The last slide in the movie shows two signs. You can see those signs when you go up (back to the parking), and they tell you how many stairs are left and the approximate amount of calories you will burn. For example, the one on the left: “You still have 126 stairs to climb, which equals 124 calories. It is the approximate amount of calories in a yogurt. Starting to get hungry?” 😉
You can find additional photos from my previous visit to this park at Soreq cave. You will also notice different colors in that post. The change is due to the new lighting system that Nature and Parks Authority installed in 2012.
Lighting in the Cave
The lighting system in the cave changed numerous times. You can see the photos above versus the images in the Soreq cave. Unfortunately, during our latest visit (August 2022), we noticed that the lighting was changed again. And now, it all looks yellow. Here is a photo from our latest visit:
What is Stalactite?
And now, let’s dive into the basics. What is stalactite?
A stalactite from the Greek stalasso, and meaning “that which drips.” It is a type of formation that hangs from the ceiling of caves, hot springs, or humanmade structures such as bridges and mines. Any soluble material can be deposited as a colloid, or is in suspension, or is capable of being melted, may form a stalactite. Stalactites may be composed of lava, minerals, mud, peat, pitch, sand, sinter, and amberat (crystallized urine of packrats). A stalactite is not necessarily a speleothem, though speleothems are the most common form of stalactite because of the abundance of limestone caves.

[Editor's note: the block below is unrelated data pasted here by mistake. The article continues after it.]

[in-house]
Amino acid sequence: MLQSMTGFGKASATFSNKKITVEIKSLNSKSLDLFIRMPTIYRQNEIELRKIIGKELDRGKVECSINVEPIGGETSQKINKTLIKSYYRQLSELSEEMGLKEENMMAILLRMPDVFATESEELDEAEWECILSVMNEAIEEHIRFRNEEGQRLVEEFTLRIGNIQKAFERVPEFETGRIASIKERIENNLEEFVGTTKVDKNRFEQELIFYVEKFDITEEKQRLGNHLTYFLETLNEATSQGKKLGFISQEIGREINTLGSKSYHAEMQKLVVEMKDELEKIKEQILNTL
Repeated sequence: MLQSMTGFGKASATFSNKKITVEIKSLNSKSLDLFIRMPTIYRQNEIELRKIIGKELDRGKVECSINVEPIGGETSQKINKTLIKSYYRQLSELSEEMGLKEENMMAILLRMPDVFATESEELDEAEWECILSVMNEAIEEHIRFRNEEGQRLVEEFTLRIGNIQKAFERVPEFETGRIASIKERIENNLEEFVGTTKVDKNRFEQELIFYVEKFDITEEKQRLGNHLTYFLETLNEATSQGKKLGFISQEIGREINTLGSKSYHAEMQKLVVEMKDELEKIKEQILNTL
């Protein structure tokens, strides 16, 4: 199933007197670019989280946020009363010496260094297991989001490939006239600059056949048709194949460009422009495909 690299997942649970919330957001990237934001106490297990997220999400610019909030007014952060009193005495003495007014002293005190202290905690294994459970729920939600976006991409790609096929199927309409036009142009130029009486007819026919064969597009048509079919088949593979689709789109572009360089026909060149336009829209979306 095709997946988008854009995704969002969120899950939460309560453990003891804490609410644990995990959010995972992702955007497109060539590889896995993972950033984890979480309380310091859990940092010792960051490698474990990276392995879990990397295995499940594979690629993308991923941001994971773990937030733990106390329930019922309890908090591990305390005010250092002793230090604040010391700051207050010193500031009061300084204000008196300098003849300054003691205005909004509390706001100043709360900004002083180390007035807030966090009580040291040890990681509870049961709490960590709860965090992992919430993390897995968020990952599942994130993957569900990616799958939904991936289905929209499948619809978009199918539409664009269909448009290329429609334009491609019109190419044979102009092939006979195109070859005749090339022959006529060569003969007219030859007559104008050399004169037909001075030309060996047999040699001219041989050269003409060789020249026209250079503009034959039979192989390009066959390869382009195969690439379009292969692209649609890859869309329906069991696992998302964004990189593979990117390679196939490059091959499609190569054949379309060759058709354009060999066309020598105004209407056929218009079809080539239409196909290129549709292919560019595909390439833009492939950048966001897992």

And since we have a basic understanding, let’s answer several other common questions.
What is the difference between a stalactite and a stalagmite?
Stalactites hang from the ceiling, and stalagmites rise from the cave floor.
What is it called when a stalagmite and stalactite meet?
When stalactites and stalagmites meet and grow together, they form a column. Thus it is called a column or a pillar.
How fast do stalactites and stalagmites grow?
Stalactites and stalagmites grow slowly. The actual speed depends on different factors (like the amount of water reaching the cave). According to encyclopedia.com, they grow 0.00028–0.037 in/yr (0.007–0.929 mm/yr). That is roughly 1 cm in 11 – 1428 years. And during our last tour, our guide mentioned 50 years per one cm.
Stalactite Cave is one of the most beautiful nature reserves in Israel. A visit will not take much time (up to two hours), but it will surely leave an impression. You can visit it on your way from Tel Aviv to Jerusalem. Or you can combine it with Bet Guvrin – Maresha National Park for a full-day trip. In any case, my recommendation would be not to skip this hidden gem.
Have you ever visited Stalactite Cave Nature Reserve? Tell us about your experience in the comments below.
That’s all for today, and I’ll see you in future travels!
For additional points of interest nearby, check out Jerusalem.
Additional ResourcesHere are several resources that I created to help travelers:
- Israel Trip Planner is the page that will help you to create your perfect travel route.
- National Parks And Nature Reserves page lists and put all national parks on the map. There is also a top list, information about ticket types and campsites.
- If you are looking for things to do, here are the pages for Jerusalem, Tel Aviv, Haifa, Sea Of Galilee, and Makhtesh Ramon.
- Wondering what events are there in Israel? Here is the Events And Festivals By Season guide.